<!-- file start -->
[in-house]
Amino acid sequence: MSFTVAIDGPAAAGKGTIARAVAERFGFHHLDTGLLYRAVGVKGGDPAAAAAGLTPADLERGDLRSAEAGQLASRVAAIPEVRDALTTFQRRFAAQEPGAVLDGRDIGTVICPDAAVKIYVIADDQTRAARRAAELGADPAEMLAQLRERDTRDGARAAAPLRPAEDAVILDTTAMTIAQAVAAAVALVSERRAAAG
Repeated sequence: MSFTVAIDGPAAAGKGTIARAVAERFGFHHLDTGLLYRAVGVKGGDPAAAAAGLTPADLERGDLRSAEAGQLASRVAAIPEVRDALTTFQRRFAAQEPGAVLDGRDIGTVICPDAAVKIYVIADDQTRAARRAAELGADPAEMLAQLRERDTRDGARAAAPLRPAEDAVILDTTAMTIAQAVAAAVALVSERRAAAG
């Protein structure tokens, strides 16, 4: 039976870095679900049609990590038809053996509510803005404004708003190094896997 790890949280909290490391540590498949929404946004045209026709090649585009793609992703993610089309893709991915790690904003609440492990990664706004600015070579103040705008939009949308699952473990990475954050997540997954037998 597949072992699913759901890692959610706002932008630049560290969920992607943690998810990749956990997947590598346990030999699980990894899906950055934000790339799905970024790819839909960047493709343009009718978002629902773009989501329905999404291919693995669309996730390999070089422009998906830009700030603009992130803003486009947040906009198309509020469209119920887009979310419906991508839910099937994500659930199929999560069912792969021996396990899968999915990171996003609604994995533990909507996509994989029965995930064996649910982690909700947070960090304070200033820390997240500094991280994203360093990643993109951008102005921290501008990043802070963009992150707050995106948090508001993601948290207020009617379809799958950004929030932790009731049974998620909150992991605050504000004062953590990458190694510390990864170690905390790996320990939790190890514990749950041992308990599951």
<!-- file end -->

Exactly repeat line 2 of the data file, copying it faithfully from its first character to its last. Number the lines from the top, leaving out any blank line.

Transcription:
Amino acid sequence: MSFTVAIDGPAAAGKGTIARAVAERFGFHHLDTGLLYRAVGVKGGDPAAAAAGLTPADLERGDLRSAEAGQLASRVAAIPEVRDALTTFQRRFAAQEPGAVLDGRDIGTVICPDAAVKIYVIADDQTRAARRAAELGADPAEMLAQLRERDTRDGARAAAPLRPAEDAVILDTTAMTIAQAVAAAVALVSERRAAAG